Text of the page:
Both employees and employers may not have heard of the term “continuous service“, or understand what it has to do with working in or running a business. And yet, there it is – tucked into the pages of the Fair Work Act 2009 (Cth) (the Act). For new starters or employers, it may not be a primary consideration however, it can arise when work is disrupted one way or another. This article will describe the term continuous service and the effects on employment rights if employment is not considered “continuous service”.
What is Continuous Service?
Section 22 of the Act defines continuous service as:
- The term at which a worker is employed by an organisation to provide services; and
- The term does not include an “excluded period”.
An excluded period is defined as:
- Unauthorised absences (including unpaid absences);
- Unpaid leave; and
- Periods as otherwise set out in the Fair Work Regulations.
An “excluded period” does not break an employee’s continuous service, however it cannot be counted towards the length of time of an employee’s continuous service. For example, if you had used up all of your annual leave for a year, and therefore took unpaid annual leave – this will not break your period of “continuous employment”.
When Will Continuous Service be Relevant?
Continuous service is relevant as it is a factor to be considered when determining:
- Employee entitlements;
- The period of employment; and
- Unfair dismissal rights.
Example 1 – Employee Entitlements
Employee entitlements may vary if your employment arrangements with an employer have changed. For example, you may have previously been employed as a casual employee and were later employed by the same employer as a permanent employee. Likewise, an employer may have employed you for a particular job and you changed teams and were given a new employment agreement with the same employer.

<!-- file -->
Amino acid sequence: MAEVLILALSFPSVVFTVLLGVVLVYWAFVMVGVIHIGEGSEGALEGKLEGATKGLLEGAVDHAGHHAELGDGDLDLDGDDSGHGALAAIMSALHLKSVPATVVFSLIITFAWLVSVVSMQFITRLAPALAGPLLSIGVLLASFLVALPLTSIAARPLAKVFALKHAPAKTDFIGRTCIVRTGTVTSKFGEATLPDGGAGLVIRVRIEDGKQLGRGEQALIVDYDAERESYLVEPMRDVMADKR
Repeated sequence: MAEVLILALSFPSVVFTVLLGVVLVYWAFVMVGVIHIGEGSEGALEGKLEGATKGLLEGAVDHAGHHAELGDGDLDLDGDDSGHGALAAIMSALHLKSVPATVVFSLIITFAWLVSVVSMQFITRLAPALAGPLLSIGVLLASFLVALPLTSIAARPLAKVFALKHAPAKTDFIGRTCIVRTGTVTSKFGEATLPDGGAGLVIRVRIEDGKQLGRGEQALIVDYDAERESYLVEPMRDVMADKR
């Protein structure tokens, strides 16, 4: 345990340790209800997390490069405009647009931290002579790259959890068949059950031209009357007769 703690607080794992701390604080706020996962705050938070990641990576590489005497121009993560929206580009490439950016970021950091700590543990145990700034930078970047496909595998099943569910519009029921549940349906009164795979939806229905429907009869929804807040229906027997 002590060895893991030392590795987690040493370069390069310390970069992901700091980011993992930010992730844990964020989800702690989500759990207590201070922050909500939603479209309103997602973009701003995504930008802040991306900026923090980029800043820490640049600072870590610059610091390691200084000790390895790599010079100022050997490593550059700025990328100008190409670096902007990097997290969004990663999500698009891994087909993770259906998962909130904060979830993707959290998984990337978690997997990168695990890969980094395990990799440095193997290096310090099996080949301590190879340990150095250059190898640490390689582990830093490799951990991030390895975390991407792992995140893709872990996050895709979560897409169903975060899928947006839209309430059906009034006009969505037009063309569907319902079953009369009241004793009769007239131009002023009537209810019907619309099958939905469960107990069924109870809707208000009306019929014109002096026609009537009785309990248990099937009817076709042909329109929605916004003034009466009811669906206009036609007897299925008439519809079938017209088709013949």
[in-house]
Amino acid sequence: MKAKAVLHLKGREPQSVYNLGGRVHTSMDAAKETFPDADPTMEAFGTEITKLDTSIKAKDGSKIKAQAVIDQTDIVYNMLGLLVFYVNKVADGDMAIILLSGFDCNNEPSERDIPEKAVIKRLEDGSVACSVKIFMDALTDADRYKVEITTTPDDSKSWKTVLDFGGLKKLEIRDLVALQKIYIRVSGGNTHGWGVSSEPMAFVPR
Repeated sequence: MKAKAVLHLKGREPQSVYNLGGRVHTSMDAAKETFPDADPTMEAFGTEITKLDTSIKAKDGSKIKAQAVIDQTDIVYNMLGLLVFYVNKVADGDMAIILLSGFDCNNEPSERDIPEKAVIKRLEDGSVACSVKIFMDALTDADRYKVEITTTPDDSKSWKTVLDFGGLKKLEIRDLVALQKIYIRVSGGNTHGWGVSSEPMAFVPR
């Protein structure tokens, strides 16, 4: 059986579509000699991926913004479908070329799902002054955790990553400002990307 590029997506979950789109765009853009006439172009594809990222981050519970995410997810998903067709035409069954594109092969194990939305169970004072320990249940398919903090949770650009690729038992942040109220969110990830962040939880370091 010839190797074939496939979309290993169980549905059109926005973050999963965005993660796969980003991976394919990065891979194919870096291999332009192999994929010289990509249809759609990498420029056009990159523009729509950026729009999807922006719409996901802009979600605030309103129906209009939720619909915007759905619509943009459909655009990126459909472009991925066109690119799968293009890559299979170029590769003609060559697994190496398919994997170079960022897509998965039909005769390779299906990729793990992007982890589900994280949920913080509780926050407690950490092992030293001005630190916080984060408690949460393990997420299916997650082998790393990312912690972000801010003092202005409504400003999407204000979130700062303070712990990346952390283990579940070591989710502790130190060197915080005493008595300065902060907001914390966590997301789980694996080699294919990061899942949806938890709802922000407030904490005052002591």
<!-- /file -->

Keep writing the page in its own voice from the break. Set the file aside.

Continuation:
The period of continuous service will be used to calculate your employee entitlements such as redundancy. In the recent matter of Automotive, Food, Metals, Engineering, Printing and Kindred Industries Union v Forgas Engineering Pty Ltd t/a Forgas  FWC 638, the Fair Work Commission decided that a period of prior casual employment would not count towards a period of employment when the employees were subsequently employed under an enterprise bargaining agreement. Here the Fair Work Commission said, “casual employees are paid a loading to compensate them for the loss of benefits and rights afforded to permanent employees”.
Example 2 – Unfair Dismissal
In order for an employee to be able to make an unfair dismissal claim, they need to be employed for the minimum employment period. This differs depending on whether the employer is a small business or not.
What About Long Service Leave?
In addition to the Act, each state will apply its long service leave legislation. The long service leave legislation should also include a definition of “continuous service”. As an example, in NSW, the Long Service Leave Act 1995 (NSW) states that a period of service is continuous despite any breaks in the period if the employee is re-employed within 2 months of the date when the break commenced.
Continuous service is important to determine employment rights and should be kept in mind when it comes to determining entitlements such as redundancy and long service leave. If you have any questions about your obligations as an employer, get in touch with our employment lawyers on 1300 544 755.